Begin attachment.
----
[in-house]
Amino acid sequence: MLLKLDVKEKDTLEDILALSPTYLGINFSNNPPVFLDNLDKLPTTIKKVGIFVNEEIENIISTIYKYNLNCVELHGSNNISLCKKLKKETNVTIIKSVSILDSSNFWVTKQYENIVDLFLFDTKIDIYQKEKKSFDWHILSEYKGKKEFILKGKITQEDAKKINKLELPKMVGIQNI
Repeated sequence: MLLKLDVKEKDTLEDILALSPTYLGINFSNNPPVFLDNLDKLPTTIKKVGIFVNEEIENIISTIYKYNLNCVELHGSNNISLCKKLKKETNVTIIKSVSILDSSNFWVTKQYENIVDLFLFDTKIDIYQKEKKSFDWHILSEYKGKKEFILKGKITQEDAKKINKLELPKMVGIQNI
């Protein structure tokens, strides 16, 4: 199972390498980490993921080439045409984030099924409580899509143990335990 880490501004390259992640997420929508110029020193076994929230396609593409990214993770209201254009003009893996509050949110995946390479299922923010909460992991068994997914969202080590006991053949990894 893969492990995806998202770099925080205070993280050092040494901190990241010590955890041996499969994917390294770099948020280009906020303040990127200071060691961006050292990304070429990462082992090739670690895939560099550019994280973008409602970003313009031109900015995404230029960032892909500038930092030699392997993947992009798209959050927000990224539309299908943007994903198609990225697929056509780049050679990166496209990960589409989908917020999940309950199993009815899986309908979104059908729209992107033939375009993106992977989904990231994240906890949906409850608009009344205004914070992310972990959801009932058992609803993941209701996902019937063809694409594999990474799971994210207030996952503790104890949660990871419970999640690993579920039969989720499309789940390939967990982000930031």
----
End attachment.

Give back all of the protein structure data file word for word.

[in-house]
Amino acid sequence: MLLKLDVKEKDTLEDILALSPTYLGINFSNNPPVFLDNLDKLPTTIKKVGIFVNEEIENIISTIYKYNLNCVELHGSNNISLCKKLKKETNVTIIKSVSILDSSNFWVTKQYENIVDLFLFDTKIDIYQKEKKSFDWHILSEYKGKKEFILKGKITQEDAKKINKLELPKMVGIQNI
Repeated sequence: MLLKLDVKEKDTLEDILALSPTYLGINFSNNPPVFLDNLDKLPTTIKKVGIFVNEEIENIISTIYKYNLNCVELHGSNNISLCKKLKKETNVTIIKSVSILDSSNFWVTKQYENIVDLFLFDTKIDIYQKEKKSFDWHILSEYKGKKEFILKGKITQEDAKKINKLELPKMVGIQNI
């Protein structure tokens, strides 16, 4: 199972390498980490993921080439045409984030099924409580899509143990335990 880490501004390259992640997420929508110029020193076994929230396609593409990214993770209201254009003009893996509050949110995946390479299922923010909460992991068994997914969202080590006991053949990894 893969492990995806998202770099925080205070993280050092040494901190990241010590955890041996499969994917390294770099948020280009906020303040990127200071060691961006050292990304070429990462082992090739670690895939560099550019994280973008409602970003313009031109900015995404230029960032892909500038930092030699392997993947992009798209959050927000990224539309299908943007994903198609990225697929056509780049050679990166496209990960589409989908917020999940309950199993009815899986309908979104059908729209992107033939375009993106992977989904990231994240906890949906409850608009009344205004914070992310972990959801009932058992609803993941209701996902019937063809694409594999990474799971994210207030996952503790104890949660990871419970999640690993579920039969989720499309789940390939967990982000930031």